PEG Liners-BIS PFP (PEG)n Reagents
更新时间：2018-09-17 浏览次数： 次
Borenpharm BIS PFP (PEG)n Reagents are homobifunctional crosslinkers for covalent conjugation between amine-containing molecules. Crosslinkers having polyethylene glycol (PEG) spacers are convenient and useful alternatives to those with purely hydrocarbon spacer arms. PEG spacers improve water-solubility of reagent and conjugate, reduce the tendency of conjugates to aggregate upon storage, and decrease immunogenic response to the spacer itself. By contrast to typical PEG reagents that contain heterogeneous mixtures of different PEG chain lengths, Pierce PEG reagents are homogeneous compounds of defined molecular weight and spacer arm length, providing greater precision in optimization and characterization of crosslinking applications. Homobifunctional crosslinkers containing pentaflourophenyl (PFP) esters are often used for low-resolution 3-D studies of protein structure and protein interaction analysis.
Accessible α-amine groups at the N-termini of proteins and peptides and the ε-amine of lysine residues react with PFP esters at pH 7-9 to form covalent amide bonds. The reaction results in the release of PFP. Hydrolysis of the PFP ester is the major competing reaction, the rate of which increases with pH and occurs more readily in dilute protein solutions. PFP ester crosslinking reactions are most commonly performed in phosphate, carbonate/bicarbonate, HEPES and borate buffers. Other buffers may also be used, provided they do not contain primary amines such as Tris or glycine. Using a large excess of Tris or glycine at neutral-to-basic pH can quench the reaction.
Important Product Information
BIS PFP (PEG)n Reagents are viscous pale liquids that are difficult to weigh and dispense. To facilitate handling, make a stock solution immediately before first use by dissolving the crosslinker in dry (anhydrous, molecular sieve-treated) organic solvent, such as dimethylsulfoxide. Minimize reagent exposure to moisture because the PFP-ester reactive group is susceptible to hydrolysis. Store unused stock solution in a moisture-free condition (e.g., capped under an inert gas such as argon or nitrogen) at -20°C. Equilibrate reagent vial to room temperature before opening to avoid moisture condensation inside the container. Minimize exposure to air by keeping the stock solution capped by a septum through which reagent can be obtained with a syringe. With proper handling, the stock solution is stable for three months.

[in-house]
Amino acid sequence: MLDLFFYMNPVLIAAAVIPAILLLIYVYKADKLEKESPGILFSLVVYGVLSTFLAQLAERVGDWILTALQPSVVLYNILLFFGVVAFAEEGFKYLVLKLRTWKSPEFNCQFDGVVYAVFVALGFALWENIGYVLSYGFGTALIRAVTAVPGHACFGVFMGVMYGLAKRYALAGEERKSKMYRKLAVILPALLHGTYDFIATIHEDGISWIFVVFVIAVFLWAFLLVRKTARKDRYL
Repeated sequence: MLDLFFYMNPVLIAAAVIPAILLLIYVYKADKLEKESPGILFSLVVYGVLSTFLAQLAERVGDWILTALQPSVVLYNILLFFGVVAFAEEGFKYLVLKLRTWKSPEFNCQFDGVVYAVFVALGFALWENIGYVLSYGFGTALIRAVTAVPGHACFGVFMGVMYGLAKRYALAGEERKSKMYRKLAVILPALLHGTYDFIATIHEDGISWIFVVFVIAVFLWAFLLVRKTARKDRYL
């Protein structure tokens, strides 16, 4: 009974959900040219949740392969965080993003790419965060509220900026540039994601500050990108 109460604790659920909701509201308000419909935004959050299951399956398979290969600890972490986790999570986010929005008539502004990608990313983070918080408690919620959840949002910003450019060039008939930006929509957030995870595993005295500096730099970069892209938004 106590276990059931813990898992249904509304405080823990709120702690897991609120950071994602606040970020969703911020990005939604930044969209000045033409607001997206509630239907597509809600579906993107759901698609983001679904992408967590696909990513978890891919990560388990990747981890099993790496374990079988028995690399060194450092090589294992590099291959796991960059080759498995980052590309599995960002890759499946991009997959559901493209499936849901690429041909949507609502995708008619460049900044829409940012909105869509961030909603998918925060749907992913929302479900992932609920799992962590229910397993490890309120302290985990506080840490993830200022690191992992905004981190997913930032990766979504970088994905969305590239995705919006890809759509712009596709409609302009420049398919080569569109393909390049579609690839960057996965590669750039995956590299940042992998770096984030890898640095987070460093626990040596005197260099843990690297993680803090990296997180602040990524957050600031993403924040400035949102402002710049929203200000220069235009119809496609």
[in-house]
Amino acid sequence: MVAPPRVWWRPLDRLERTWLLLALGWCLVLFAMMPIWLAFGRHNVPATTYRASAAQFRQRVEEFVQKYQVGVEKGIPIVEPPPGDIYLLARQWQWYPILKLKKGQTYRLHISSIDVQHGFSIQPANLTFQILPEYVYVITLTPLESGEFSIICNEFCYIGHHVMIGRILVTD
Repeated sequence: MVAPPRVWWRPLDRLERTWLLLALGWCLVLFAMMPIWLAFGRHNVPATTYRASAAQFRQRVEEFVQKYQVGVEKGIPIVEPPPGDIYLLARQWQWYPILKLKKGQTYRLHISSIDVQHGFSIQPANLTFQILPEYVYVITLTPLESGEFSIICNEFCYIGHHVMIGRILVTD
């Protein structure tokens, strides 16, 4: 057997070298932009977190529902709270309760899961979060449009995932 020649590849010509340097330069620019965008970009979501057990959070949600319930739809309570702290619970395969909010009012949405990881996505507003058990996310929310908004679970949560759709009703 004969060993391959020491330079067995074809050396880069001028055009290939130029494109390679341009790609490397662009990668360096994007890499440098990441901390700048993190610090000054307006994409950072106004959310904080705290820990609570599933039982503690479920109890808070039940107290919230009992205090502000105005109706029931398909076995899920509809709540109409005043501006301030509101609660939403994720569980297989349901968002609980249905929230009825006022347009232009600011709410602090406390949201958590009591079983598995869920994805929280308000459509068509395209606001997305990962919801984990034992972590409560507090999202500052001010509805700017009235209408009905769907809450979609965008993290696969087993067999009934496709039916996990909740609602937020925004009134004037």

Avoid buffers containing primary amines (e.g., Tris or glycine) during conjugation because they will compete with the intended reaction. If necessary, dialyze or desalt samples into a buffer such as phosphate-buffered saline (PBS).
The crosslinker-to-protein molar ratio affects the modification extent of available amine groups and, therefore, crosslinking. This ratio requires optimization to yield the extent of crosslinking best for the specific application.